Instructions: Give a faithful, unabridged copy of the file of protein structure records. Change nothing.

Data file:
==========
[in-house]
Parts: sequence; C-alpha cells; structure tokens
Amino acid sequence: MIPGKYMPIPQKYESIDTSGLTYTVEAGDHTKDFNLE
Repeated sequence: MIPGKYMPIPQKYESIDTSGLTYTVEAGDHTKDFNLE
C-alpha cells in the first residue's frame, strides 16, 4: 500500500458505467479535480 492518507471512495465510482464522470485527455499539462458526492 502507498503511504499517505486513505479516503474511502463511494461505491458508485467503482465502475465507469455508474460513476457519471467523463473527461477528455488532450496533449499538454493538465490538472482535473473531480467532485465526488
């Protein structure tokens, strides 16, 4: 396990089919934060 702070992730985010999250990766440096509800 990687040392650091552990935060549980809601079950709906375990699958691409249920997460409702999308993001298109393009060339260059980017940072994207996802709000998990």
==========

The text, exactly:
[in-house]
Parts: sequence; C-alpha cells; structure tokens
Amino acid sequence: MIPGKYMPIPQKYESIDTSGLTYTVEAGDHTKDFNLE
Repeated sequence: MIPGKYMPIPQKYESIDTSGLTYTVEAGDHTKDFNLE
C-alpha cells in the first residue's frame, strides 16, 4: 500500500458505467479535480 492518507471512495465510482464522470485527455499539462458526492 502507498503511504499517505486513505479516503474511502463511494461505491458508485467503482465502475465507469455508474460513476457519471467523463473527461477528455488532450496533449499538454493538465490538472482535473473531480467532485465526488
């Protein structure tokens, strides 16, 4: 396990089919934060 702070992730985010999250990766440096509800 990687040392650091552990935060549980809601079950709906375990699958691409249920997460409702999308993001298109393009060339260059980017940072994207996802709000998990």